A puppy farm (also known as a puppy factory or puppy mill) is an intensive dog breeding facility, operating under inadequate conditions. Puppy farming is a major animal welfare issue in Australia because puppy farms fail to meet dogs’ physical and mental needs.
Why are puppy farms a problem?
The main animal welfare problems associated with puppy farms include, but are not limited to:
- Lack of basic essentials – dogs are not given sufficient food, water and shelter, and the special needs of pregnant and lactating mothers, and their puppies, are not met.
- Lack of space – dogs are kept in extreme confinement; some animals are never let out of their cage/enclosure even to go to the toilet.
- Lack of safety – dogs may be exposed to constant fear and stress and have to fight for survival.
- Lack of adequate housing – dogs are kept in overcrowded, uncomfortable and unhygienic conditions.
- Lack of care – dogs do not receive general care (e.g., exercise, grooming), preventative care (e.g. parasite control, vaccination), or veterinary care when they are sick or in pain, or if they have problems during pregnancy or giving birth, and puppies are often separated from their mother too early which disrupts their development.
- Lack of socialisation – dogs are not exposed to a range of experiences to help them prepare for and cope with different situations, interactions, and environments.
- Lack of genetic planning – indiscriminate breeding can result in inbreeding, inherited disorders, deformities, and other genetic abnormalities.
- Lasting trauma – dogs kept and bred in puppy farms can experience a range of long-term behavioural problems and health issues as a result of all of the above.
How big are puppy farms?
RSPCA Inspectors have rescued dogs from puppy farms where hundreds of breeding females have been kept in cages in appalling conditions. Puppy farms are usually large-scale commercial operations, but inadequate conditions may also exist in smaller volume breeding establishments which may or may not be run for profit.
Where are puppy farms operating in Australia?
Puppy farms are operating in secrecy all across Australia, often hidden from public view on semi-rural or remote properties, and even in underground bunkers.
What type of dogs are being bred in puppy farms?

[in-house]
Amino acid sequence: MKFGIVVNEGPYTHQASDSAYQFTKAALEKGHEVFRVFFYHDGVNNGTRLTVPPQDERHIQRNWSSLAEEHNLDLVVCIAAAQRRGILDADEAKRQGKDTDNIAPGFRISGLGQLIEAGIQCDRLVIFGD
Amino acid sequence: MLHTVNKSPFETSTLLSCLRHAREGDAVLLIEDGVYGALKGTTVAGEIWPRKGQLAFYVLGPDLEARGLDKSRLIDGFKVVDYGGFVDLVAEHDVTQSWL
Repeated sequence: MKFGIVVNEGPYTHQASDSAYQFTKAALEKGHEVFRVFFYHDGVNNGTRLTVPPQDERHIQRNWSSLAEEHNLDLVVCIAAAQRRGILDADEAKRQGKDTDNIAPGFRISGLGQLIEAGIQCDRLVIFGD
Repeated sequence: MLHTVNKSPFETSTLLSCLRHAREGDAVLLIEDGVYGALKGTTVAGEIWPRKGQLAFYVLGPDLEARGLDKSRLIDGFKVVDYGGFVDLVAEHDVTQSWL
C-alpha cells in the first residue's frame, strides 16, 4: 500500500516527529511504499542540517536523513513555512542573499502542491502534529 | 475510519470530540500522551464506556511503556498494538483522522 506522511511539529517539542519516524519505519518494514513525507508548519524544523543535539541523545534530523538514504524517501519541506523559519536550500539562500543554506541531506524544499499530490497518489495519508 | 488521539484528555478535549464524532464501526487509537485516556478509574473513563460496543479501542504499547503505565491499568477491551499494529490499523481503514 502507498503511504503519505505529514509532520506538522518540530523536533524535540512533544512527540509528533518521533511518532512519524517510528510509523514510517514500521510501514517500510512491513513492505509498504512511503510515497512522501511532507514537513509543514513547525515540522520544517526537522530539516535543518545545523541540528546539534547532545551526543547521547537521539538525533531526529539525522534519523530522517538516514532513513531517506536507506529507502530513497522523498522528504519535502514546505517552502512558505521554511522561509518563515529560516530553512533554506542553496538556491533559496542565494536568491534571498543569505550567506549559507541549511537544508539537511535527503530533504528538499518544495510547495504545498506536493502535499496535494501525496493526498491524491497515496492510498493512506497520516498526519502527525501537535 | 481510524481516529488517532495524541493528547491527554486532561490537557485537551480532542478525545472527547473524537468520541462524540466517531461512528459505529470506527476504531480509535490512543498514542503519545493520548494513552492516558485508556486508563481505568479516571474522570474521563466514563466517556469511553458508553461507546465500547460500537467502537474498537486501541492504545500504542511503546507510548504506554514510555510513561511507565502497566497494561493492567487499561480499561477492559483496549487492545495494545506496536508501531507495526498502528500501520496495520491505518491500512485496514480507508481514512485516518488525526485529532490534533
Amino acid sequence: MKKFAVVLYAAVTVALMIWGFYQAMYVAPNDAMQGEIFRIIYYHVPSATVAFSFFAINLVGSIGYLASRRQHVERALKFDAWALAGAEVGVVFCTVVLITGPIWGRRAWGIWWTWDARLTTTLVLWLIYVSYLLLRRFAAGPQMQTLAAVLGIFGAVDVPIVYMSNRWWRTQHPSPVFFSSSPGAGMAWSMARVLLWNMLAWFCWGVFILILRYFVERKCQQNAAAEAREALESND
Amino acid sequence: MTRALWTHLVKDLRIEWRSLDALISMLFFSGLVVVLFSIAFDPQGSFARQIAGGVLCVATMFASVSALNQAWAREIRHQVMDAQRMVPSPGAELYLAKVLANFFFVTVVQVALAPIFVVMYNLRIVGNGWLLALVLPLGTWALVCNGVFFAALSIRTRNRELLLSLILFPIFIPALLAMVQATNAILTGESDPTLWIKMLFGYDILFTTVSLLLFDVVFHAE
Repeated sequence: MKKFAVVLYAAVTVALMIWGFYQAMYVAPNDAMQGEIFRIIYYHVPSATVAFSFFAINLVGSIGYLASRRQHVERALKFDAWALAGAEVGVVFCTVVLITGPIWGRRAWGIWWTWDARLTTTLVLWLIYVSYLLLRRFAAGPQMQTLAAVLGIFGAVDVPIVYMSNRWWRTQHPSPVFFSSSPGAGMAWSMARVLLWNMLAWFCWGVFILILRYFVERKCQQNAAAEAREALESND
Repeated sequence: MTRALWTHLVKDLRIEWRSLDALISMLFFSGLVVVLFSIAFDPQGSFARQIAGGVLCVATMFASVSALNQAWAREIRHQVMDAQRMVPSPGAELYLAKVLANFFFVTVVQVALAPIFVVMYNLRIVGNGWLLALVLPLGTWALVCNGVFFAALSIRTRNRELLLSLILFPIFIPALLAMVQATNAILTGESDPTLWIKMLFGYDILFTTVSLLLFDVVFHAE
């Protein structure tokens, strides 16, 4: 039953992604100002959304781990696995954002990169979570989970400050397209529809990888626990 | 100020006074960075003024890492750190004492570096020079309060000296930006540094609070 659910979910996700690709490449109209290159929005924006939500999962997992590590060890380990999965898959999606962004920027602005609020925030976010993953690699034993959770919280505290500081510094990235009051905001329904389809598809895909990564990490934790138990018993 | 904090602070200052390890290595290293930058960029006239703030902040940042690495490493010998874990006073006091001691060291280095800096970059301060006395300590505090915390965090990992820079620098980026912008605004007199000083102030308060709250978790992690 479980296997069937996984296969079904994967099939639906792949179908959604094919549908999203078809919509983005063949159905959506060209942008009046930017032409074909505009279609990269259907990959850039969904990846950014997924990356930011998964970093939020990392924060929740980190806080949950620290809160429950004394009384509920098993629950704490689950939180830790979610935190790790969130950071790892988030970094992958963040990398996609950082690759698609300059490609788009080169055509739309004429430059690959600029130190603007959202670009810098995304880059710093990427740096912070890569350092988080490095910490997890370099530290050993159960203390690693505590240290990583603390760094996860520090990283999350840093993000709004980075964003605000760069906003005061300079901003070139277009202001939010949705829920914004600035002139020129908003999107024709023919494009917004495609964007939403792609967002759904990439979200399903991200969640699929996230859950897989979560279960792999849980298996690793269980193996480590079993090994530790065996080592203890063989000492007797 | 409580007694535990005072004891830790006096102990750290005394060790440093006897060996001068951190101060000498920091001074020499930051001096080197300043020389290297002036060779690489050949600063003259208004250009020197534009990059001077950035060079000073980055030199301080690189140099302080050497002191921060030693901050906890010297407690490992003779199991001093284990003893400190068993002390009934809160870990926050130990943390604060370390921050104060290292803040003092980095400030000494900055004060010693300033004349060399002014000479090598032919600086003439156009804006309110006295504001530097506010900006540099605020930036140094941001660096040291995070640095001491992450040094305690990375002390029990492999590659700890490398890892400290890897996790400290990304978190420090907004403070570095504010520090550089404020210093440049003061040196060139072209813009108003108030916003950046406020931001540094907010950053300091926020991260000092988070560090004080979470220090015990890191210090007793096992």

Any type of dog may come from a puppy farm. Puppy farms are increasingly labelling dogs as designer cross-breeds (e.g., Labradoodles, Cavoodles) and pure breeds (e.g., French Bulldogs), to cash in on the popularity of these types of dogs. Note that intensive breeding under inadequate conditions can also involve other species (e.g. cats, birds, small mammals).
Where do puppy farmers sell dogs?
Puppies from puppy farms may be sold via any avenue including online, newspaper ads, markets, car-boot sales, pet shops, or sometimes at the puppy farm itself. Puppy farms may also use an alternative location or ‘shop front’ so you don’t see the appalling conditions where the dogs are kept and bred.
How can we stop puppy farming?
Avoid supporting puppy farms
To avoid supporting puppy farms you should only ever buy a puppy from a reliable source. See the Knowledgebase articles ‘How do I avoid supporting puppy farms?’ and ‘I’m looking for a new companion animal, where should I go?’ for more information.
Support regulation of dog breeding
The RSPCA is strongly opposed to puppy farming. We advocate for regulation of the breeding and sale of dogs. To help stop puppy farming, some states and territories are introducing laws that require mandatory desexing, registration of breeders, and/or mandatory animal welfare standards for dogs, but a lack of effective Australia-wide consistent legislation allows puppy farms to continue to operate.
If you suspect someone is running a puppy farm, notify the RSPCA in your state or territory.